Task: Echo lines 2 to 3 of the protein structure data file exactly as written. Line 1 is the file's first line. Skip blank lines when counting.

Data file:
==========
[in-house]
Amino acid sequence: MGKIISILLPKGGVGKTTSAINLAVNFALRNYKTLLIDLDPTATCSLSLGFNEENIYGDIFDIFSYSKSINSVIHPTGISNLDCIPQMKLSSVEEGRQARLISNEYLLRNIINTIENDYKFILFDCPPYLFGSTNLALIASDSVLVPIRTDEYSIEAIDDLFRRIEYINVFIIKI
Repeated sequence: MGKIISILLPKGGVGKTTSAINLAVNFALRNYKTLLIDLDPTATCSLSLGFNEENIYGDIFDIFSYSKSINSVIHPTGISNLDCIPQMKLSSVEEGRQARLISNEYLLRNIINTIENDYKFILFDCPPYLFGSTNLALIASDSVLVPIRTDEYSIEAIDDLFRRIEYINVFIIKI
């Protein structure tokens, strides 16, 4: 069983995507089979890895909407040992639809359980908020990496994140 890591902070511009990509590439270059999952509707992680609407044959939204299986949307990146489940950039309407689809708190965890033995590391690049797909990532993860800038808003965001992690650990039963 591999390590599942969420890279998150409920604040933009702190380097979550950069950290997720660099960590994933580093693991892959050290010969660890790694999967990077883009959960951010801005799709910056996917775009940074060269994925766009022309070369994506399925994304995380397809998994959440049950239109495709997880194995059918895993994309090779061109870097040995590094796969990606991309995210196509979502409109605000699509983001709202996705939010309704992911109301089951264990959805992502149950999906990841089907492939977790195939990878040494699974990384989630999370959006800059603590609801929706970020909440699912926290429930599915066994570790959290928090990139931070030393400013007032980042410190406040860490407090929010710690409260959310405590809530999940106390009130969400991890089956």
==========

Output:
Amino acid sequence: MGKIISILLPKGGVGKTTSAINLAVNFALRNYKTLLIDLDPTATCSLSLGFNEENIYGDIFDIFSYSKSINSVIHPTGISNLDCIPQMKLSSVEEGRQARLISNEYLLRNIINTIENDYKFILFDCPPYLFGSTNLALIASDSVLVPIRTDEYSIEAIDDLFRRIEYINVFIIKI
Repeated sequence: MGKIISILLPKGGVGKTTSAINLAVNFALRNYKTLLIDLDPTATCSLSLGFNEENIYGDIFDIFSYSKSINSVIHPTGISNLDCIPQMKLSSVEEGRQARLISNEYLLRNIINTIENDYKFILFDCPPYLFGSTNLALIASDSVLVPIRTDEYSIEAIDDLFRRIEYINVFIIKI